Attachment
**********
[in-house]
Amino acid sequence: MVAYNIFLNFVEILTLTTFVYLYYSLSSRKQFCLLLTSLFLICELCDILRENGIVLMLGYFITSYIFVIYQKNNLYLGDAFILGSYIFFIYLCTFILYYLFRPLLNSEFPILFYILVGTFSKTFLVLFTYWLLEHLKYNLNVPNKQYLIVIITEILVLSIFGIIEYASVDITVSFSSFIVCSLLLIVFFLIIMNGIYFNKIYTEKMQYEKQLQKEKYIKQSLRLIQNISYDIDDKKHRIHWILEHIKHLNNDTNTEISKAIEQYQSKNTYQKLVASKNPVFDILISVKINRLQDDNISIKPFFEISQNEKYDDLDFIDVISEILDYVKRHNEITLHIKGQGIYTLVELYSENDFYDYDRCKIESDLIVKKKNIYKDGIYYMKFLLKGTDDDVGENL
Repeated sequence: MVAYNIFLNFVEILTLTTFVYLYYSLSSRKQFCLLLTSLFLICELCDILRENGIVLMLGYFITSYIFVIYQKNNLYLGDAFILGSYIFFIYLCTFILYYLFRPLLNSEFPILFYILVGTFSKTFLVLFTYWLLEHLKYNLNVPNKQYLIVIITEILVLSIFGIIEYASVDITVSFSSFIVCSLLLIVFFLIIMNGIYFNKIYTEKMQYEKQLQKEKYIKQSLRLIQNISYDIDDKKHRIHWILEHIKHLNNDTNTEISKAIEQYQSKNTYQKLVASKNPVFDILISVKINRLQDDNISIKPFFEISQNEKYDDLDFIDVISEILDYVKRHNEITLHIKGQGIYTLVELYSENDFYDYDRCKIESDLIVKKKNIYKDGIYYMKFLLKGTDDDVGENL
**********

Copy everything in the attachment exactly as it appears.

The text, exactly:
[in-house]
Amino acid sequence: MVAYNIFLNFVEILTLTTFVYLYYSLSSRKQFCLLLTSLFLICELCDILRENGIVLMLGYFITSYIFVIYQKNNLYLGDAFILGSYIFFIYLCTFILYYLFRPLLNSEFPILFYILVGTFSKTFLVLFTYWLLEHLKYNLNVPNKQYLIVIITEILVLSIFGIIEYASVDITVSFSSFIVCSLLLIVFFLIIMNGIYFNKIYTEKMQYEKQLQKEKYIKQSLRLIQNISYDIDDKKHRIHWILEHIKHLNNDTNTEISKAIEQYQSKNTYQKLVASKNPVFDILISVKINRLQDDNISIKPFFEISQNEKYDDLDFIDVISEILDYVKRHNEITLHIKGQGIYTLVELYSENDFYDYDRCKIESDLIVKKKNIYKDGIYYMKFLLKGTDDDVGENL
Repeated sequence: MVAYNIFLNFVEILTLTTFVYLYYSLSSRKQFCLLLTSLFLICELCDILRENGIVLMLGYFITSYIFVIYQKNNLYLGDAFILGSYIFFIYLCTFILYYLFRPLLNSEFPILFYILVGTFSKTFLVLFTYWLLEHLKYNLNVPNKQYLIVIITEILVLSIFGIIEYASVDITVSFSSFIVCSLLLIVFFLIIMNGIYFNKIYTEKMQYEKQLQKEKYIKQSLRLIQNISYDIDDKKHRIHWILEHIKHLNNDTNTEISKAIEQYQSKNTYQKLVASKNPVFDILISVKINRLQDDNISIKPFFEISQNEKYDDLDFIDVISEILDYVKRHNEITLHIKGQGIYTLVELYSENDFYDYDRCKIESDLIVKKKNIYKDGIYYMKFLLKGTDDDVGENL